Decent affordable housing is a priority need for the local workforce to live healthily and securely and to raise their families in. Where they can make plans together and develop new resources.  Unless there is a solid committment in the Local Plans to prioritising the local need for affordable housing, this goal will be deferred indefinitely. The only way it will be delivered is by locking it into every Local Plan and making it an unbreakable condition of every housing development consent. 

We need mixed housing and mixed schooling, because to see any benefits 'trickle-down' you have to be able to connect with them. We need a sustainable plan committed to integrating and bonding any and every new suburb into the wider local communities, to engage incoming skills, innovators and resources locally. We need Local Strategic Plans that will meet Local Affordable Housing and Economic Need. Making Lancaster a 'great place to live and work' for everyone.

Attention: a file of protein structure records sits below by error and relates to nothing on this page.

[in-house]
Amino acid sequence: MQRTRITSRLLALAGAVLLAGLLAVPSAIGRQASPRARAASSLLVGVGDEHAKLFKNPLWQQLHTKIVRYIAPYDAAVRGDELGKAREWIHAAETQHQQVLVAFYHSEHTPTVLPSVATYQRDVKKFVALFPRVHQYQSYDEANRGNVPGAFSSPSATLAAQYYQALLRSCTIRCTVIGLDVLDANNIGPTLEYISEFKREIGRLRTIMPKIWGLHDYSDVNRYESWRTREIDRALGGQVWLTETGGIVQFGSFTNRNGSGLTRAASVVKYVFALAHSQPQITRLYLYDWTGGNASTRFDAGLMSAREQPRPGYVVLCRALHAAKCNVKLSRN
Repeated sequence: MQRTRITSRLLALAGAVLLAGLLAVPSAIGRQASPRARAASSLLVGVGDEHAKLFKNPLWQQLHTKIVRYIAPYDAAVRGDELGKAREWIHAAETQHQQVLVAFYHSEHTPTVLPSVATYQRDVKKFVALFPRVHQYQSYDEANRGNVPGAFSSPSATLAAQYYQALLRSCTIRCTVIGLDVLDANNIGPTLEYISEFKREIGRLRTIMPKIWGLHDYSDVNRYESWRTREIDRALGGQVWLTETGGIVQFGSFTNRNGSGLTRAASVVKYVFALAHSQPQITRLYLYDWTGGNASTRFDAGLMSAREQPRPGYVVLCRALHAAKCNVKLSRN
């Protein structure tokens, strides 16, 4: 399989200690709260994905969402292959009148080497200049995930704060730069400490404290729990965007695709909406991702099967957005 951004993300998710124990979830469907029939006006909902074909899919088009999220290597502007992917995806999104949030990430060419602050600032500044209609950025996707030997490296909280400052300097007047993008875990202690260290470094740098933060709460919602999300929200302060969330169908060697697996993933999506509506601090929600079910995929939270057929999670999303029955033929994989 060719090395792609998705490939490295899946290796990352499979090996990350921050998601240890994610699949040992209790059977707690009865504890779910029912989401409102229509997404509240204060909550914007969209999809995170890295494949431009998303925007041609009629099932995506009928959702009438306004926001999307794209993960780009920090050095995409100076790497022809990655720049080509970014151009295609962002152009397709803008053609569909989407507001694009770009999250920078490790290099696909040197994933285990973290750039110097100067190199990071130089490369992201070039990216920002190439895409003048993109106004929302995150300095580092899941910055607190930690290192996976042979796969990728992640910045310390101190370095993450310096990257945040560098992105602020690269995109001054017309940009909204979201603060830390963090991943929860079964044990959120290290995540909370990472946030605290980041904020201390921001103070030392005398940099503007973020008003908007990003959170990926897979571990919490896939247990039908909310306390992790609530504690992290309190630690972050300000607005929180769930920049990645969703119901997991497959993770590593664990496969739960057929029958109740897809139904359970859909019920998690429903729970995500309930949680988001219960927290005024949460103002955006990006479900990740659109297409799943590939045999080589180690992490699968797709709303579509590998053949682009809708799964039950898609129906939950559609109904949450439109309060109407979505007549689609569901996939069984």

What we have is a Plan drafted by property developers and estate agents, based on glass beads and figures picked out of a top hat. Turley say we're not really entrepreneurial. (FYI, that's called 'negging'.) It's time to stop talking Turley and start talking turkey. 



NB To locate the revised Turley report on the City Council website, go to their consultation page. Scroll down past other links a fair old way until you see one for 'Evidence and other reports'. Click on that and then scroll down the new page for a while past a lot more links until you see one for 'Housing Studies'. Click on that and scroll again until you see 'Lancaster Independent Housing Requirements Study (Part 1)'. That's it. Or just download it here.